The recent technological upgrades and changes around campus seem to promise greater efficiency, shorter lines and less consumer and environmental waste. From the new package system with digital tracking and the new cash registers in the Bison to the operating system and software upgrades on the library computers, the innovations and adjustments are numerous. But all of these changes cause us to reflect on the degree to which change is necessary and the ways to improve the implementation of change.

Students now receive e-mail alerts when they have a package ready for pickup. In the previous system, students received an orange slip in their mailboxes notifying them of current parcels stashed in the mailroom.  According to the e-mail they receive, students need only bring their student ID and a copy of the e-mail to the mailroom. Students then sign a touchpad electronically to receive their packages. The process is supposed to cut down on paper waste and make it easier to retrieve parcels.

How much the new procedure cuts down on waste, both physical and temporal, remains dubious. During the first weeks of implementation, many students experienced longer lines and delays during peak student mailroom hours as mail services employees tried to figure out how to use the new touchpad device and tracking system.

Moreover, confusion remains about what constitutes a “copy” of the e-mail notification. Many students believe they must print a physical copy of the message before going retrieving a package. Printing hard copies for the thousands of packages processed each year certainly would not fulfill the promise of making a greater green effort. In fact, it would probably generate more waste than the old system of placing reusable orange slips in student mailboxes. The problem of printing is only exacerbated by the current lack of functioning printers on campus, leading to unnecessary frustration and wasted time.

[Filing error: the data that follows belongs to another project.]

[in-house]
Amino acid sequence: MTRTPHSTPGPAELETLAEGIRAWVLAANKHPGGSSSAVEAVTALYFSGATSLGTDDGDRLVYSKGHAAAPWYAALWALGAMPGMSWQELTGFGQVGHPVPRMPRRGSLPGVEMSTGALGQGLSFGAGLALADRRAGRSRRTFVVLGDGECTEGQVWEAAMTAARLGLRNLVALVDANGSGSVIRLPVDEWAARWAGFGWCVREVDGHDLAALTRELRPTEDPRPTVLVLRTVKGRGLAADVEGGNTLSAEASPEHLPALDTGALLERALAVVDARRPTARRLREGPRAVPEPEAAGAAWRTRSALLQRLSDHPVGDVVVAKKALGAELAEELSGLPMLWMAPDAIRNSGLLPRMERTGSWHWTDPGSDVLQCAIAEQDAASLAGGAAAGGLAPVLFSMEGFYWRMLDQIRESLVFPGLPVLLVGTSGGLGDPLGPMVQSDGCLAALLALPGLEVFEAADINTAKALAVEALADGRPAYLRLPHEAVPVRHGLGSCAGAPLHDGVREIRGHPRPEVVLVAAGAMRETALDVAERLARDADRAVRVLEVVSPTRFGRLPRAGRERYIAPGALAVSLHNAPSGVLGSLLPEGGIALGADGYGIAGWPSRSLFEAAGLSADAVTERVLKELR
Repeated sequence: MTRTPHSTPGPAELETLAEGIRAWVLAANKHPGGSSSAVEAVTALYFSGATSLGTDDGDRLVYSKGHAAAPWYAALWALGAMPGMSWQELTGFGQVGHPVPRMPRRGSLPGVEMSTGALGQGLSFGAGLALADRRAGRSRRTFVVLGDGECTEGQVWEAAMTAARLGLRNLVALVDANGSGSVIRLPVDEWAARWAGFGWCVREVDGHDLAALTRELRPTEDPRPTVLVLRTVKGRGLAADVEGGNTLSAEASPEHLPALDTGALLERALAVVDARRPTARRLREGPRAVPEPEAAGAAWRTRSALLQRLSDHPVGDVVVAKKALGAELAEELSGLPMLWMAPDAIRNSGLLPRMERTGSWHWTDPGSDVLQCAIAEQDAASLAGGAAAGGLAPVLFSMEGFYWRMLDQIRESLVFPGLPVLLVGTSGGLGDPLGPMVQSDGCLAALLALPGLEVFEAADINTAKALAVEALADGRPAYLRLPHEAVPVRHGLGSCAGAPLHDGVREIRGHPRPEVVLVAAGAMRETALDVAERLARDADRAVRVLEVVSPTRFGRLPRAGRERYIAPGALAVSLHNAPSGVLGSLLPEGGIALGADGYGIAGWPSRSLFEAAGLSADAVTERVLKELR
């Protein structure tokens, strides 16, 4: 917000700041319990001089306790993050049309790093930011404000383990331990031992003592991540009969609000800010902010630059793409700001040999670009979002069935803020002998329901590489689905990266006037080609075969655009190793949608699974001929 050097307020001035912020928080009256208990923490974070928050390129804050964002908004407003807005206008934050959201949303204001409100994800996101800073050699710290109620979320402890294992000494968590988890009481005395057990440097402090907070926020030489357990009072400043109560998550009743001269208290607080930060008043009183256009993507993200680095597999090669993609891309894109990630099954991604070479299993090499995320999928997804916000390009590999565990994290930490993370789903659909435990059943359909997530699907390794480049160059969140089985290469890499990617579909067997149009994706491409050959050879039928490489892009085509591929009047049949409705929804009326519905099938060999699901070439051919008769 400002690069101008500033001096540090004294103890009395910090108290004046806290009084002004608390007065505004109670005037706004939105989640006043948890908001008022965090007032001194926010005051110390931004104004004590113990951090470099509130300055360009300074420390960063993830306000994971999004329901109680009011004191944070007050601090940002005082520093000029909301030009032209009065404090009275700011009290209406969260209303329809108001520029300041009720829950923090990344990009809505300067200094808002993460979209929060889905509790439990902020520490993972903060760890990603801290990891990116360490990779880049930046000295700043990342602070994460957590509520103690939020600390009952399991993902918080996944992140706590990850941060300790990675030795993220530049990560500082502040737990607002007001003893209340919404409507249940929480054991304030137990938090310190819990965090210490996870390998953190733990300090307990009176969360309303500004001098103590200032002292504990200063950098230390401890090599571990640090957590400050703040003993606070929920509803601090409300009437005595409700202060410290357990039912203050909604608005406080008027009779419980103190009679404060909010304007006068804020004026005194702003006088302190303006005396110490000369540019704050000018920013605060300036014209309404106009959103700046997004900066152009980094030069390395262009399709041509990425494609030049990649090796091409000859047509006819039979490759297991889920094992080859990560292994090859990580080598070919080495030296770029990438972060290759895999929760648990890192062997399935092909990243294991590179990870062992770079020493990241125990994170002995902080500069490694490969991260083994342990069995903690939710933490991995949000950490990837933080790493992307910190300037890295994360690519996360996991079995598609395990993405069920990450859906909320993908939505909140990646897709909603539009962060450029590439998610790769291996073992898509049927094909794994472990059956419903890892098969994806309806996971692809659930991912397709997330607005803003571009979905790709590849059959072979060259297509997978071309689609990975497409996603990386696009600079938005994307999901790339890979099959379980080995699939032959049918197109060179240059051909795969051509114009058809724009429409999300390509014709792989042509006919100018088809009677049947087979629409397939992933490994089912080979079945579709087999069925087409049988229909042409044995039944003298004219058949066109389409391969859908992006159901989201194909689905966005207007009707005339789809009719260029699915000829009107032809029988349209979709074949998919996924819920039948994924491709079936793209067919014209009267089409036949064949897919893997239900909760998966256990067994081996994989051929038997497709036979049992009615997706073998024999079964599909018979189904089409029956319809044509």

Another issue is the overwhelming number of e-mails students receive daily. Bombarded with so many e-mails from the Message Center, professors, friends, classmates and now the mailroom, students can easily become overwhelmed by the sheer quantity of messages waiting in their inboxes.  Unclaimed packages could then accumulate, actually taking up space and inhibiting efficiency.

The new system cannot yet process all of the packages so students must still check their mailboxes for the little orange slips. The hybrid system is confusing, causing many students to question how many packages they have and whether or not they should actually approach the mail counter.

Of course, the new system has its perks. Students can find out where their package is at any time simply by providing the tracking number to student mail services. But for now, the cons outweigh the advantages. While the change is headed in the right direction, the lack of training for staff members and the overall muddled implementation leave much room for improvement. When making any technological change on campus, we only ask that the University provide proper training  and maintain a contingency plan in order to avoid potential disaster.

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